The law codifies the Next Generation Sunshine State Standards to reflect subject area standards adopted by the State Board of Education. The standards are for the subject areas of English language arts, science, mathematics, and social studies. Visual and performing arts, physical education, health, and foreign language standards must include distinct grade-level expectations for the knowledge and skills a student is expected to acquire.
The law establishes performance funding provisions for public schools, school district workforce education programs, Florida College System institutions, and state universities to reward education entities that align programs with economic demands.
Florida Education Finance Program Funding
- Streamlines Florida Education Finance Program (FEFP) funding for industry certifications earned in high school to establish two levels for funding:
- A weight of 0.1 for industry certifications that do not articulate for college credit, and
- A weight of 0.2 for industry certifications that articulate for college credit.
- Creates a bonus program for teachers of industry certification courses; and
- Expands existing bonus programs for Advance Placement and International Baccalaureate teachers.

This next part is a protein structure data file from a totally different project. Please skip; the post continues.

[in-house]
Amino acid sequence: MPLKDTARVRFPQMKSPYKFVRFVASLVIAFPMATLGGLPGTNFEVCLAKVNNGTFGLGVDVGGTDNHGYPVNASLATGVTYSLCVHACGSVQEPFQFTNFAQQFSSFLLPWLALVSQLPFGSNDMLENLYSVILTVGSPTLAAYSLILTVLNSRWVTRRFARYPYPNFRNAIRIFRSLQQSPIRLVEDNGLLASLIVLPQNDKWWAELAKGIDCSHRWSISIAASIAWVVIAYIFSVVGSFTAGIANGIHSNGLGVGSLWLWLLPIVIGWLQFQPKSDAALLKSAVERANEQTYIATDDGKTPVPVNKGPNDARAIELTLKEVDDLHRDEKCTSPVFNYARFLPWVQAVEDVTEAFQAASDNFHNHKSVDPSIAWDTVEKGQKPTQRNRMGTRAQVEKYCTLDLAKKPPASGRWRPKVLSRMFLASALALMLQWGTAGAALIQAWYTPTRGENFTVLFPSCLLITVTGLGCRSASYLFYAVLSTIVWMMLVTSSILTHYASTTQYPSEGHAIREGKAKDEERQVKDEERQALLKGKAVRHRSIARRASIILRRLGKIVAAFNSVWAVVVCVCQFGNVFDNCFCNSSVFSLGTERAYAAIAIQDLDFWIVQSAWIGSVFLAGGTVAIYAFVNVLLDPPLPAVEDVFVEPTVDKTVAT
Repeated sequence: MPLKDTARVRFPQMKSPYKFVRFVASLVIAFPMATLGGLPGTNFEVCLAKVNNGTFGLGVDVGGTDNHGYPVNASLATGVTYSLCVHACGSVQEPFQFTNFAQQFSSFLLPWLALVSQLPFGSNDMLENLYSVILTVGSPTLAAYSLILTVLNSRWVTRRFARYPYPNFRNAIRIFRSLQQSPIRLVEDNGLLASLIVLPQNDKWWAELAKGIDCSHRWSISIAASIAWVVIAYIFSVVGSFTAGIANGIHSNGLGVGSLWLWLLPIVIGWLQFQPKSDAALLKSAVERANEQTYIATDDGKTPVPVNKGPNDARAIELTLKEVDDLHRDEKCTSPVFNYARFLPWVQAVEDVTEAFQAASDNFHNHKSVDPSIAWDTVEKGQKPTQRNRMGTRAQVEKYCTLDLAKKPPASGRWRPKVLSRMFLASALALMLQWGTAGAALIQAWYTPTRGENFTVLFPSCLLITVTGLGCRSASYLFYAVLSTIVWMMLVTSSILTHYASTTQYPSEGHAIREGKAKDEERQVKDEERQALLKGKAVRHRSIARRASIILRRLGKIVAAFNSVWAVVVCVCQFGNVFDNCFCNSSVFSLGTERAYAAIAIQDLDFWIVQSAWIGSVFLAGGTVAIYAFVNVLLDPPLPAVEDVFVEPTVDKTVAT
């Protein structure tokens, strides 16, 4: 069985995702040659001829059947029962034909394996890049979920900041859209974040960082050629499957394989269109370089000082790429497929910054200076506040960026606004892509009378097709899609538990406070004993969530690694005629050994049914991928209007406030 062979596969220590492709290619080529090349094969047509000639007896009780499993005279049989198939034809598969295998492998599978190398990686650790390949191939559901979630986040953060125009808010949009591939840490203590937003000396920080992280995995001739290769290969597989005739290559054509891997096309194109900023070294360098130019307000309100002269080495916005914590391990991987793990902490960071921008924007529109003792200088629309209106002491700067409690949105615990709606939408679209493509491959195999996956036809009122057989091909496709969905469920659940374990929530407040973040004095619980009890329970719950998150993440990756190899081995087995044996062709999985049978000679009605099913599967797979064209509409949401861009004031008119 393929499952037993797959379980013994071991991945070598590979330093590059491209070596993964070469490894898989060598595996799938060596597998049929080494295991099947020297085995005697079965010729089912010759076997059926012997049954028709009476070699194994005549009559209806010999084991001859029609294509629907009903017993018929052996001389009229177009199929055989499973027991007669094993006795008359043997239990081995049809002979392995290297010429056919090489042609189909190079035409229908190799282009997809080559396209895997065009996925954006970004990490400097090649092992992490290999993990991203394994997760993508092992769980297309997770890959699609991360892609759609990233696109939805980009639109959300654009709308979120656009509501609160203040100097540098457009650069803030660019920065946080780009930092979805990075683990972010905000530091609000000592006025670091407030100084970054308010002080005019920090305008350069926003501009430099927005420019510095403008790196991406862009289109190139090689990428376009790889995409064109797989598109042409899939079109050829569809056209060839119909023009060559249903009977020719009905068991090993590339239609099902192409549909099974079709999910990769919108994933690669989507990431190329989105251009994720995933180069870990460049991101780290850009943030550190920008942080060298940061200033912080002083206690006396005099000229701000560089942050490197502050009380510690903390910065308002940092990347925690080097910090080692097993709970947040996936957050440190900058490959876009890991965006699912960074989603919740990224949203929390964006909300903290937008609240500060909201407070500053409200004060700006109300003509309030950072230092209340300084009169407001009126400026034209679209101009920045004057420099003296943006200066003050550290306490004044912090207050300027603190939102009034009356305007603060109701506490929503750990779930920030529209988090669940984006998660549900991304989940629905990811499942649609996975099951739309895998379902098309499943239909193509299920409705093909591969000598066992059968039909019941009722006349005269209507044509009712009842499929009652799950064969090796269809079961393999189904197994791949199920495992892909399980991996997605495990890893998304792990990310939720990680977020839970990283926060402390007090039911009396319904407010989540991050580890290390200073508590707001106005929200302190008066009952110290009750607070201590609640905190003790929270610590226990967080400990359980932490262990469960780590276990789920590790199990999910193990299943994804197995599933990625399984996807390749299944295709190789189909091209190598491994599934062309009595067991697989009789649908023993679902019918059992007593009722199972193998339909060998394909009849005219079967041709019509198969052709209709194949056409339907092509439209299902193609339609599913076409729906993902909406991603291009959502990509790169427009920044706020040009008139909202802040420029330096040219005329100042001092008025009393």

Postsecondary Industry Certification Funding
The law requires the State Board of Education to approve a Postsecondary Industry Certification Funding List at least annually. The list will be used to determine annual performance funding distributions to school district technical centers and Florida College System institutions that provide instruction leading to rigorous industry certifications.
State University Performance Funding
The law specifies state university performance funding in three areas: computer and information technology; high-demand programs as identified by the Board of Governors (BOG) using a gap analysis; and, cloud virtualization and related large data management.
Methodology for Allocation of Performance Funds
By October 31, 2013, the law requires the State Board of Education and the Board of Governors to recommend to the Legislature a mechanism for allocating performance funding to Florida College System institutions and state universities based on three employment outcomes: percentage of graduates employed or enrolled in further education; the average wages of employed graduates; and, the average cost per graduate.
College and Career Planning
The law requires initiatives to help students focus on their future work while they are still in school and to target technical programs to industry needs.